Moody’s raises growth fore­casts for France, Germany and Italy

The Malta Business Weekly - - FRONT PAGE -

Moody’s has raised its growth fore­casts for Germany, France and Italy, and says the eu­ro­zone can ex­pect “above po­ten­tial” growth this year and next. But it has low­ered its pre­dic­tion for the US out­look.

In its Global Macroe­co­nomic Out­look it said the eu­ro­zone is ex­pected to grow by 2.1% in 2017 and 1.9% in 2018 com­pared to 1.7% last year.

“Ro­bust sur­vey in­di­ca­tors in euro area coun­tries sug­gest that growth should ac­cel­er­ate through the rest of the year, while the con­sumer con­fi­dence in­di­ca­tor at a 16-year high bodes well for the con­sumer-driven re­cov­ery,” said Mad­havi Bokil, a vice pres­i­dent at Moody’s and au­thor of the re­port. In de­tail it says:

“Moody’s has re­vised up Germany’s GDP growth fore­casts to 2.2% and 2.0% for 2017 and 2018 re­spec­tively. Sim­i­larly, Moody’s has raised its fore­casts for France to 1.6% for both 2017 and 2018, from 1.3% and 1.4% as the re­cov­ery re­mains on track, driven by net ex­ports and in­vest­ment.

“In Italy, Moody’s ex­pects that the re­cov­ery will also con­tinue to ben­e­fit from sup­port­ive mon­e­tary and fis­cal poli­cies, as well as stronger growth in the rest of the Euro­pean Union. Moody’s has re­vised up its real GDP growth fore­cast to 1.3% in 2017 and 2018 from 0.8% and 1% re­spec­tively.

“G20 economies will col­lec­tively grow at an an­nual rate of slightly more than 3% in 2017 and 2018, higher than last year’s 2.6%. With con­sid­er­able slack re­main­ing in some euro area economies and some emerg­ing market coun­tries, the cur­rent pace of growth around 2% in ad­vanced economies and more than 5% in emerg­ing mar­kets is not only sus­tain­able in the near term, there is po­ten­tial for up­side.” As for the US: “Moody’s ex­pects US growth of 2.2% in 2017 and 2.3% in 2018, down from 2.4% and 2.5%, re­spec­tively. The re­vi­sions in 2017 are a re­sult of weaker per­for­mance in the first half of the year. The lower growth fore­cast for 2018 re­flects ex­pec­ta­tions of a more mod­est fis­cal stim­u­lus than pre­vi­ously as­sumed.” On ac­tions by cen­tral banks, Moody’s says: “Mon­e­tary pol­icy in the US should con­tinue to tighten this year and next. Moody’s also ex­pects euro area mon­e­tary pol­icy to be­come less sup­port­ive in 2018, pro­vided that the cur­rent growth mo­men­tum re­mains in­tact. The Bank of Ja­pan’s pol­icy stance will likely be­come less ac­com­moda­tive once the 2% in­fla­tion tar­get is reached, which the cen­tral bank ex­pects in 2019.”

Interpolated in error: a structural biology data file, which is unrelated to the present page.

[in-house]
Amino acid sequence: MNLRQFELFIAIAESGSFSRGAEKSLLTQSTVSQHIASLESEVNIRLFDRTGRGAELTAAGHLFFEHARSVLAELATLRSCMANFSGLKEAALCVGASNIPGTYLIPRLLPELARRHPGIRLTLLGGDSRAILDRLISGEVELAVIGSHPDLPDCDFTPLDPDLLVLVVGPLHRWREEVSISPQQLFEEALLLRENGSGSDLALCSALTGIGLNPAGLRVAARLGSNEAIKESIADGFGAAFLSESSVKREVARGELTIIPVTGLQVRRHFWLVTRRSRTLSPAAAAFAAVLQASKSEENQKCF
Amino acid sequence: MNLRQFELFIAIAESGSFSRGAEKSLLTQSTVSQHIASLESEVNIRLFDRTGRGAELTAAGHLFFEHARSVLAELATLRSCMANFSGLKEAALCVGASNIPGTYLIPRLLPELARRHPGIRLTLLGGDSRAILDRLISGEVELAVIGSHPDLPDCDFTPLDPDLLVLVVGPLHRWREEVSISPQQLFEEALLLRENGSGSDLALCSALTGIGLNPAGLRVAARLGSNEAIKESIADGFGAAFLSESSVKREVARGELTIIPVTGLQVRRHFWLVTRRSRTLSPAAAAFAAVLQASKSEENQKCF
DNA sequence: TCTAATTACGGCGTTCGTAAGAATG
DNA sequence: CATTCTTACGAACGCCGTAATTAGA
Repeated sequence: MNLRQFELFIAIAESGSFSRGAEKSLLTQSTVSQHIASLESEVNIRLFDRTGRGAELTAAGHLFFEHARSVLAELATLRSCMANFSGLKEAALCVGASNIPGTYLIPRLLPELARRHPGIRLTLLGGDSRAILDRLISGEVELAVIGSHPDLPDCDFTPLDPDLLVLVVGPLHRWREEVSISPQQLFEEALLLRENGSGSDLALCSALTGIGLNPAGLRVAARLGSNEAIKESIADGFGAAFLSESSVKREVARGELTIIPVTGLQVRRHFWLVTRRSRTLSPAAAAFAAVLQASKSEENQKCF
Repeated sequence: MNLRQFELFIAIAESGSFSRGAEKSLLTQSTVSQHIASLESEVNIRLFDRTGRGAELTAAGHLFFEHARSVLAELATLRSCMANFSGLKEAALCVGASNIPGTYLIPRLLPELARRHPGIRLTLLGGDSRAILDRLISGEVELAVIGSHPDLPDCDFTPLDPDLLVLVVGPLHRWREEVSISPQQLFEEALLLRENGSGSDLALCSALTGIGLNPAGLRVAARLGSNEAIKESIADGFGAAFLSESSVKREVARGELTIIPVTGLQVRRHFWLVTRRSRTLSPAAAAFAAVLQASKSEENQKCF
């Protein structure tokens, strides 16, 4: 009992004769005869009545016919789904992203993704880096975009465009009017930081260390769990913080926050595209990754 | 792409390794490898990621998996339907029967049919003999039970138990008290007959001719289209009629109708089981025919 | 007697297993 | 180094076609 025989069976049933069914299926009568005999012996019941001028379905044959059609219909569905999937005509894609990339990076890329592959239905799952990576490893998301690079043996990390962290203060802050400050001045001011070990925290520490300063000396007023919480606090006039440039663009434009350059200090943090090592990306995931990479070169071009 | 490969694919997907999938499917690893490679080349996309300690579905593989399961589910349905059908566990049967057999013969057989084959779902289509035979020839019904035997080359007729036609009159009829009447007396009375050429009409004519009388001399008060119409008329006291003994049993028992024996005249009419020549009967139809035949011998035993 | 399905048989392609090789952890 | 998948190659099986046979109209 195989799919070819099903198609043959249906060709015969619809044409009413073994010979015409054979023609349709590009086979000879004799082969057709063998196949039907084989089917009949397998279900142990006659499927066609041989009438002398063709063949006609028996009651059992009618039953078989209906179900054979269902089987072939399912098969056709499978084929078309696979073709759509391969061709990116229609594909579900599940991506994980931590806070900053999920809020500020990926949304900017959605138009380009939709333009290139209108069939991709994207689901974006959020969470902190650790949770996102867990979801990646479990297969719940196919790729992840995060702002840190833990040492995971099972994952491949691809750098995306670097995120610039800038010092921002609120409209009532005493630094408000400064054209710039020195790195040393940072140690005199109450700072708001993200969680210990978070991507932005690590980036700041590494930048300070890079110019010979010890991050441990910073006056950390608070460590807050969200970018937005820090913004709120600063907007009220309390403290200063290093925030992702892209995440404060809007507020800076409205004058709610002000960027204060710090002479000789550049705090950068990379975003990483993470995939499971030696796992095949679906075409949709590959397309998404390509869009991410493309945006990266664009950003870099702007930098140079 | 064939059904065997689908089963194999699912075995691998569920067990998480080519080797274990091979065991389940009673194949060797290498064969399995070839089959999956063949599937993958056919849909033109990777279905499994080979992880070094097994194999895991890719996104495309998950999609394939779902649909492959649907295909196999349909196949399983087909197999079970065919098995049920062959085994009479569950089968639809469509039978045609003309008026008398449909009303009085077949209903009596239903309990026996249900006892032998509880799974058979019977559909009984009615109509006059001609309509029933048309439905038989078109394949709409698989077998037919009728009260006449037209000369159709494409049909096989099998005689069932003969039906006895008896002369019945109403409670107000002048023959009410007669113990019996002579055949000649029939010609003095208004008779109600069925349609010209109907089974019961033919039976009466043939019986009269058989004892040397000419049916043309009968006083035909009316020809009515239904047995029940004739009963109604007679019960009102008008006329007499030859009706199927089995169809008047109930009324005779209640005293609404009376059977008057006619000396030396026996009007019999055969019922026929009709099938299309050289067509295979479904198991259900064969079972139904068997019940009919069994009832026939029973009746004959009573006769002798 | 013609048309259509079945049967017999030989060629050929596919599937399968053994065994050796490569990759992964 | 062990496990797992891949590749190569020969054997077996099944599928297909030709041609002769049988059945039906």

But it warned there were a num­ber of risks, not least the sit­u­a­tion with North Korea:

“A sig­nif­i­cant es­ca­la­tion of any of the sit­u­a­tions in Korea, the South China Sea and other areas could have sig­nif­i­cant neg­a­tive credit im­pli­ca­tions for the global econ­omy,” said Elena Dug­gar, an as­so­ciate man­ag­ing director at Moody’s.

Other risks in­clude a pro­tec­tion­ist turn by the US, and any fi­nan­cial market volatil­ity stem­ming from sud­den changes in market ex­pec­ta­tion re­gard­ing mon­e­tary pol­icy tight­en­ing.

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